The fly's predictable behaviour in these paradigms is useful for experimentalists because it allows them to find mutants with brain damage that interferes with their turning, walking speed and resoluteness (the time before they simply give up the march). Many of the mutants that performed badly in these two experiments turned out to have damage to a structure within the central complex called the protocerebral bridge, a string of nerves which Strauss has shown changes the swing speed of the leg and hence controls step length. In one of his mutants, appropriately called 'no bridge', the bridge is cut right through. Another, called 'tay bridge', after a Scottish bridge that collapsed disastrously in 1879, has a decided kink.

Normal flies take longer strides when their stride rate increases, to gather speed efficiently. But in Buridan's paradigm, tay bridge mutants did not increase stride length, walked at half the speed of normal flies, and gave up earlier. In the rotation paradigm, neither the no bridge nor the tay bridge mutants could keep up with the moving stripes.

Mind the gap

Strauss used Tarry II to understand in more detail why these mutant flies are so sluggish. Graduate student Simon Pick, now at the University of Ulm, Germany, programmed Tarry II to mimic the mutants so that the robot no longer increased stride length with stepping frequency. In doing so, he uncovered what robotics experts call an emergent property. He found the tay bridge way of walking was not just slow, but also inefficient — it consumed 8% more energy for a given speed than normal walking. “We didn't expect it, but the robot simulation made us realize that energy efficiency is an important evolutionary advantage for walking insects,” says Strauss. The evolutionarily ancient brain of the stick insect, he notes, is not so sophisticated: the insect can vary only step frequency, not step size.

Strauss is now turning his attention to more complex movements: his current preoccupation is how flies climb across gaps. By filming flies as they confront gaps of varying widths, he has described distinct units of behaviour as the flies try first of all to assess the width of the gap, then initiate and complete the crossing or, alternatively, topple into the abyss.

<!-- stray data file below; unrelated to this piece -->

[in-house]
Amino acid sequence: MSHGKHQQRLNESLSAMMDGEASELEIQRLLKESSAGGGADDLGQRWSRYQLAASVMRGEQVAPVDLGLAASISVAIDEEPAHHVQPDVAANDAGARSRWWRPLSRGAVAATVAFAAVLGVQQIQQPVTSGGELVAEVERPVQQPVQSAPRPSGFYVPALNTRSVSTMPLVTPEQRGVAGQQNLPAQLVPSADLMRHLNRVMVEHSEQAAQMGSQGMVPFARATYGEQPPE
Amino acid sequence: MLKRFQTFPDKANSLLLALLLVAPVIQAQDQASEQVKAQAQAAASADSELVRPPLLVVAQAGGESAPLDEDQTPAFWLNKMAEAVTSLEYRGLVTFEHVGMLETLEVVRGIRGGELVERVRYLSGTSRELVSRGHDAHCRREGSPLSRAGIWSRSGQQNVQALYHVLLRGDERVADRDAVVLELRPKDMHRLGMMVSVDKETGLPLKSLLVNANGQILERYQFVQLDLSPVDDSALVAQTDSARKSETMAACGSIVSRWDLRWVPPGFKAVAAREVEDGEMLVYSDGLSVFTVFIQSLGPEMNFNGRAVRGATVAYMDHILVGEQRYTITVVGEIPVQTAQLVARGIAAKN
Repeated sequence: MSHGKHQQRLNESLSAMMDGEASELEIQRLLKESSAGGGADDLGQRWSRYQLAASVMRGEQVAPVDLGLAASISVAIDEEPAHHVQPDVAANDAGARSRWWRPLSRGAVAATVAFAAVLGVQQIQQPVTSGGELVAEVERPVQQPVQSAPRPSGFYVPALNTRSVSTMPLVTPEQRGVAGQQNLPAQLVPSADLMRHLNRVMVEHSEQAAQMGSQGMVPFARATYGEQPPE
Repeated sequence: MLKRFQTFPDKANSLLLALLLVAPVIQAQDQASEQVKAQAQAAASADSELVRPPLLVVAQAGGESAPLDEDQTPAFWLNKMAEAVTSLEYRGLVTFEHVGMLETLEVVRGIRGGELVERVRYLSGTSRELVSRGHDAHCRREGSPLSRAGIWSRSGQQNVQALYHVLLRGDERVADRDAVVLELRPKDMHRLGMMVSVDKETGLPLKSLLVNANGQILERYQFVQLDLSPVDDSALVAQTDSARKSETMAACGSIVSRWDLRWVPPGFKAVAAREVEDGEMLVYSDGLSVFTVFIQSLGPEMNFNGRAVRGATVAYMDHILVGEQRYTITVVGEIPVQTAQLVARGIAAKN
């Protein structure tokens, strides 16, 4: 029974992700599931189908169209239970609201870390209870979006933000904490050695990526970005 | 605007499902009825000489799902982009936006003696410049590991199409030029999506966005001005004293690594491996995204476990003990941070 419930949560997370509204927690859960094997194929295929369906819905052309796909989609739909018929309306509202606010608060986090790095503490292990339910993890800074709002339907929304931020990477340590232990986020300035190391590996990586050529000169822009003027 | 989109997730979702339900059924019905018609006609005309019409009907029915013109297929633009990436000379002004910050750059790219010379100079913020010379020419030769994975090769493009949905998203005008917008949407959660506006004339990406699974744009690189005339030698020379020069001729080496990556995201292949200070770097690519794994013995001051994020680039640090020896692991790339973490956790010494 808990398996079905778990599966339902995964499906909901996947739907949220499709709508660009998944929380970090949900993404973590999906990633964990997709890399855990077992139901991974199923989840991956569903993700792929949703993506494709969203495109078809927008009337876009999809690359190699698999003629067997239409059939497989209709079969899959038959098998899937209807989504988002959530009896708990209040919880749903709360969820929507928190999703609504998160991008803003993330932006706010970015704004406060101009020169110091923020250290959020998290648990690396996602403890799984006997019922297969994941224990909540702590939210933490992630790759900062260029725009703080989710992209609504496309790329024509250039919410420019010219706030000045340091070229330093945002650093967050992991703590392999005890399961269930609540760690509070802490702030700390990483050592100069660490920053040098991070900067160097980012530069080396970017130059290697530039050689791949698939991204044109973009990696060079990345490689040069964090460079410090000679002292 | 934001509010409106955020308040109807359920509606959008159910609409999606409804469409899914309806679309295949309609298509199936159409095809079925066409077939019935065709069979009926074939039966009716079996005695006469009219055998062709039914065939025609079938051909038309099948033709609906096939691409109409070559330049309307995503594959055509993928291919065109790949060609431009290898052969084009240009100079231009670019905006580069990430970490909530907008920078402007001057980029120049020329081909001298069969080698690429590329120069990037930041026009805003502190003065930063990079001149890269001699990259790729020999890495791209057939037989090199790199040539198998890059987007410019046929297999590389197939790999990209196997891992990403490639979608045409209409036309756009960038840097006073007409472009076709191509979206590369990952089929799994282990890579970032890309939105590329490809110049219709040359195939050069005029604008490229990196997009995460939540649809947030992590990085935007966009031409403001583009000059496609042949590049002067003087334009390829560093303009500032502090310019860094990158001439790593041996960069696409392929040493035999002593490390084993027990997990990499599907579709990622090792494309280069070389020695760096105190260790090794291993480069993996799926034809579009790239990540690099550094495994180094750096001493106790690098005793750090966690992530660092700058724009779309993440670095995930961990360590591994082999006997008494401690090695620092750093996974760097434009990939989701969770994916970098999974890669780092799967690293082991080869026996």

When a fly stumbles upon a chasm, for example, it typically raises its front legs high above its head and performs far-reaching climbing movements as if it were feeling for a way across. If it fails to find a way over, a normal fly tries again and will eventually throw its body across to grasp the far edge. But Strauss has identified several mutant lines which consistently foul-up gap-crossing, and seem unable to improve. One fails to reach the other side correctly because it initiates leg-over-head movements too early. Another fails to even start the crossing, choosing instead to turn tail and walk away3 (see video 5).

Strauss wants to use his robots to test how flies control their reaching when they negotiate gaps — but these complicated behaviours are difficult to model in machines. He is planning to fit Tarry II with attachments that would allow him to climb in the same way as flies need to when they cross a gap. “One might think about Velcro attachments and an environment with carpeted walls, or claw attachments with Styrofoam walls,” he says.

Mutant fruitflies are a treasure trove for movement-behaviour researchers, but their minuscule brains do impose some experimental limitations. The cockroach brain, on the other hand, is 50 times larger, so researchers can inflict brain damage using surgery. Other advantages are a matter of taste. “Cockroaches can actually be quite pretty, I think,” says neuroscientist Roy Ritzmann from Case Western Reserve University in Cleveland, Ohio, “and my sort [Blaberus discoidalis] don't really smell so bad.”

About turn

In one series of experiments, Ritzmann removed the cockroaches' wings and severed the circumoesophageal connective, the part of the nervous system that separates the lower and upper parts of the brain. Following this procedure, cockroaches will walk until they drop, but cannot negotiate obstructions. When climbing an incline of 40–45°, for example, their legs might slip and they sometimes fall backwards in slapstick fashion (see video 6). This is because some of the brain-damaged insects are unable to control the height of their bodies and tend to raise their centre of mass too high, so adhesive pads on their legs no longer stick4.

Like Strauss, Ritzmann wants to unravel the neural mechanisms his creepy-crawlies use when confronted with obstacles, behaviour which is coordinated by the central body complex. His students carefully exposed the brains of cockroaches and used tin foil to make cuts through the complex. They then identified ones that no longer turned correctly by videoing them in a transparent chamber and later dissected out the brains to identify exactly which part had been damaged.